In the early days of phone service, you’d call the operator and ask to be patched through to a particular line. This system was first questioned in 1879 by Alexander Graham Bell’s friend, Dr. Moses Greeley Parker of Lowell, MA. The town was suffering from an epidemic of measles and the doctor quite sensibly suggested that if the town’s phone operators fell ill, replacement operators would struggle to run the system. Numbers instead of names was seen as a better solution which, as you all know, is the system we still use today.
Conceived in the late Forties, area codes were not established until the introduction of New Jersey’s 201 area code in 1951. The area codes we use today are an evolution of the original “North American Numbering Plan.”
Initially there were under 90 codes. Codes were dished out based on population. The areas with the largest populations received codes that were quick to dial on a rotary phone. New York was given 212, Los Angeles 213 and Chicago 312 while more rural areas like Texas and Kansas got 915 and 913.
Emergency numbers differ from country to country. While 911 was eventually adopted as the standard number in the United States and Canada, in Europe you’ll need to dial 112, although 999 also works in the UK, where there’s been an emergency number system since the 1930s.
In contrast, 911 was not official until the late ’60s, when it was first known as “nine-eleven,” and then later changed to “nine-one-one” to avoid confusion with people wasting precious time looking for the “11” button.
Prior to the one-number system, you’d call the operator to summon the correct emergency service, although in the States some fire departments could be reached by dialling “3-4-7-3” — which spells “FIRE.”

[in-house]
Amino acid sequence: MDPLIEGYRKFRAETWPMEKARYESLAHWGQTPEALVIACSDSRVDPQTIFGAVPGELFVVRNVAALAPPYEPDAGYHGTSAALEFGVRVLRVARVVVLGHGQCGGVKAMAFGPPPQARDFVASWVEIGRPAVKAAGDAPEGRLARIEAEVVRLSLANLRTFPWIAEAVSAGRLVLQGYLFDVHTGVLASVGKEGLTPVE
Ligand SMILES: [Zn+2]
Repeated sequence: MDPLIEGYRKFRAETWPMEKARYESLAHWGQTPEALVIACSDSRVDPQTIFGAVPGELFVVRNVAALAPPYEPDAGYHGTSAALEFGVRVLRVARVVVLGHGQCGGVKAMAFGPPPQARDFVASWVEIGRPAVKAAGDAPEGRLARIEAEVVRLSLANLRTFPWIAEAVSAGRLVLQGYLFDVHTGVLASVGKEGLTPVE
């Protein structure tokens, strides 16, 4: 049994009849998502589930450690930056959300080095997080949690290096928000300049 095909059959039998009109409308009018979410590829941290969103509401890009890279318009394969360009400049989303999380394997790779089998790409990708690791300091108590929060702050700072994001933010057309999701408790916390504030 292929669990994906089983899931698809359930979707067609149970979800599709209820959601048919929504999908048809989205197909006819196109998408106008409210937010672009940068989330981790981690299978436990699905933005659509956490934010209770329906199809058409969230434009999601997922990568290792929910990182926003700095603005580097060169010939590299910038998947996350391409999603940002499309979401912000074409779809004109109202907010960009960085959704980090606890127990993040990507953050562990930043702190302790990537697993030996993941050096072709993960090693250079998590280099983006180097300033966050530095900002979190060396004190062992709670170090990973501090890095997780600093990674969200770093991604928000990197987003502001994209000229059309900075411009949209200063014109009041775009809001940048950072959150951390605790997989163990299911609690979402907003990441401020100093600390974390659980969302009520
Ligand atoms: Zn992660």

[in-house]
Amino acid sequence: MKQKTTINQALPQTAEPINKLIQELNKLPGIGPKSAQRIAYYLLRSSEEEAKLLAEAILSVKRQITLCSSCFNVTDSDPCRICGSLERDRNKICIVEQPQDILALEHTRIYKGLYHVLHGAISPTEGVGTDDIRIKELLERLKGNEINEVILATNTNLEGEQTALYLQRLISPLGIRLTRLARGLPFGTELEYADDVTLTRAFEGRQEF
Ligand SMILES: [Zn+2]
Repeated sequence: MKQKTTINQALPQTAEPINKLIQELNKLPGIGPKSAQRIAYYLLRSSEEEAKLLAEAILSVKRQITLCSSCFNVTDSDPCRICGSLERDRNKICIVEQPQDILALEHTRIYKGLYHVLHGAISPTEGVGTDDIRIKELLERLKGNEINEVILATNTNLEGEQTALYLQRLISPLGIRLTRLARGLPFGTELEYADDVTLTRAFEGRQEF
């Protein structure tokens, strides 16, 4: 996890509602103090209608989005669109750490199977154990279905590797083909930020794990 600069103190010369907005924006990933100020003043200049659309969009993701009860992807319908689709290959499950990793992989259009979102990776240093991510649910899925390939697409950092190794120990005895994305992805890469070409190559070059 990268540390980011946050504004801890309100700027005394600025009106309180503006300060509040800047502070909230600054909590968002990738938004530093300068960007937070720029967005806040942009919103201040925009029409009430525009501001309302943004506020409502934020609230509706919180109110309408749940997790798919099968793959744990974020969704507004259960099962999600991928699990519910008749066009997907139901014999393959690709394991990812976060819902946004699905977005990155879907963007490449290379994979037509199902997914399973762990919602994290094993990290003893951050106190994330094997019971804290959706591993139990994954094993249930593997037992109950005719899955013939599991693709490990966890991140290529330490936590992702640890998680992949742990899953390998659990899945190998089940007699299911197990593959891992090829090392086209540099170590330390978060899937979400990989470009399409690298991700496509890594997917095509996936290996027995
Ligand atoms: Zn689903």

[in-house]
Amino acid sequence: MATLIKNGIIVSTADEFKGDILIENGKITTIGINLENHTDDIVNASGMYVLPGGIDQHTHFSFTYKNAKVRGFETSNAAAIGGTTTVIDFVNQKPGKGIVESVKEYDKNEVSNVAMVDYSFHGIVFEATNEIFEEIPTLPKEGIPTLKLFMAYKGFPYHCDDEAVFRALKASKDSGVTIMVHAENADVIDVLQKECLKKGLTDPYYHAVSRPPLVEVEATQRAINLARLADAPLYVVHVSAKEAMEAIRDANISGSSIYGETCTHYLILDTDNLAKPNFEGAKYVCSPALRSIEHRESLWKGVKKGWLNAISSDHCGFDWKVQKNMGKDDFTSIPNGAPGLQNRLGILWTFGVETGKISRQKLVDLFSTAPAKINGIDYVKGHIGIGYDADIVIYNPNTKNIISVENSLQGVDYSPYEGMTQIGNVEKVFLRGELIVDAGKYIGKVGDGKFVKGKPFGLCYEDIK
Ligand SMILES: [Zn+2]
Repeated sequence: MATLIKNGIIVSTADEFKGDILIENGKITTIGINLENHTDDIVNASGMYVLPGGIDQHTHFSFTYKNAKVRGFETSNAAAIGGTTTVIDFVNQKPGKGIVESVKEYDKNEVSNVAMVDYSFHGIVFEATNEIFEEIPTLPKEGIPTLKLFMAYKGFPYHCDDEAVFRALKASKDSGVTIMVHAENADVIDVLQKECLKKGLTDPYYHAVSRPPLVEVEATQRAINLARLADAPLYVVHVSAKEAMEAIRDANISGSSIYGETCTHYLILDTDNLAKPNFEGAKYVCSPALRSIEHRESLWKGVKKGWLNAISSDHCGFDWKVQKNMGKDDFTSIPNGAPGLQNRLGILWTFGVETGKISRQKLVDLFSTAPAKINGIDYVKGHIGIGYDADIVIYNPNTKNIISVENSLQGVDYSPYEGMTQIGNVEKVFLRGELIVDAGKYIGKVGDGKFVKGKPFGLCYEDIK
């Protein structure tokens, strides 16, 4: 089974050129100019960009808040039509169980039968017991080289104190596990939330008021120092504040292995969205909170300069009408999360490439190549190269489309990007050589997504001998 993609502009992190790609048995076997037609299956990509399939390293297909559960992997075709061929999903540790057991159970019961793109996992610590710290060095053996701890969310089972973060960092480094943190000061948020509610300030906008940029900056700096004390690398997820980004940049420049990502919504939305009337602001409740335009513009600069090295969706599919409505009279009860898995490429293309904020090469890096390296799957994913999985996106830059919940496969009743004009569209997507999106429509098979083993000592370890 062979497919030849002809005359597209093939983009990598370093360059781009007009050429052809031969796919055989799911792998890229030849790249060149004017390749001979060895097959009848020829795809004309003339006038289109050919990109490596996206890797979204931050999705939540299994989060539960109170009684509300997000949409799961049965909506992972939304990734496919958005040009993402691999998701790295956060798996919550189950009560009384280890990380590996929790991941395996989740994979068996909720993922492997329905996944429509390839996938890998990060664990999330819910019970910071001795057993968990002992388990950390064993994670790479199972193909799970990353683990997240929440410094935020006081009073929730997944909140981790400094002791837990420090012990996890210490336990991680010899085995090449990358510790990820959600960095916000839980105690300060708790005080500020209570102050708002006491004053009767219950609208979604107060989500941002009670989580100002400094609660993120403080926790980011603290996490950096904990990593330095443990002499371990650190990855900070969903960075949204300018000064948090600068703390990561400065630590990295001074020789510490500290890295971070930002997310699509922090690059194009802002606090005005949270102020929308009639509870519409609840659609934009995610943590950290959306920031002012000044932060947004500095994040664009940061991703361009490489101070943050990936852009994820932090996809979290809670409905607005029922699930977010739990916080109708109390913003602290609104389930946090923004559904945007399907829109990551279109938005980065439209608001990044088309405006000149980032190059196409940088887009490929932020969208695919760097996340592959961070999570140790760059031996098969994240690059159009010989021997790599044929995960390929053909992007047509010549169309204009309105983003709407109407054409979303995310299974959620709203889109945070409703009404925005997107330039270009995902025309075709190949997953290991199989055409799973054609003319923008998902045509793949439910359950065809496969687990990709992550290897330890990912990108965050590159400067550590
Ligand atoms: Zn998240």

The most expensive number sold was cell phone number 666-6666, auctioned off for charity in Qatar. It sold for a dizzy $2.7 million, far and away surpassing the previous record holder. The Chinese number 8888-8888 sold for $280,000.
Legend has it that Apple cofounder Steve Wozniak (who was really into repeating digits, hence pricing the Apple I at $666.66) once owned the phone number 888-8888.
The only problem with such a cool number was that it earned over a hundred prank calls a day. Although not malicious in nature, being dialed repeatedly by mischievous children must have taken its toll.
The “Klondike” or “KL” phone exchange was first used to generate fictional phone numbers in American TV and films. This later evolved to the current “555” prefix, some of which have been set aside purely for fictional purposes. In the UK, 01632 is the fictional area code recommended by Ofcom, although it does also provide non-working suggestions for major cities, as well as fictional cell, freephone and premium rate numbers.
Some have bucked the 555 trend. Universal Studios owns (212) 664-7665, which has appeared in The Adjustment Bureau, Definitely Maybeand Scott Pilgrim vs. the World. If you call the number, it just rings and rings. Fight Club uses the 288 area code, which is not yet in use, andBruce Almighty caused controversy for using a real phone number supposedly belonging to God. After complaints, the original “776-2323” was changed to the more traditional 555-0123 in the DVD release.
Phone numbers famously appear in songs as well, perhaps the most memorable being Glenn Miller’s Pennsylvania 6-5000. Today the number still exists as (212) 736-5000 (“73” replaces the “PE” of the old number) and will get you through to the Hotel Pennsylvania of the song title. The hotel happily claims that it’s the “New York phone number in longest continuous use.”
Other numbers to have appeared in song (much to the annoyance of folks who own that number in various area codes) include Tommy Tutone’s 867-5309/Jenny. More recently, Alicia Keys mentioned that 489-4608 was her number in the song Diary, after which excited fans attempted to call her.
Thanks to services like PhoneSpell, you can find out if any of your phone numbers offer interesting “phonewords.” Enter your digits and the site will generate a list of interesting combinations. If you’ve lucked out, it may provide a better way to remember your number in future.
There’s a neat phone number-related trick you can impress your friends with, thanks to the magic of math.
Take a seven-digit phone number, for example, 941-7990. Multiply the first three digits by 80. Add one. Multiply by 250. Add the last four digits of the original phone number. Add the last four digits again. Subtract 250 and divide by two.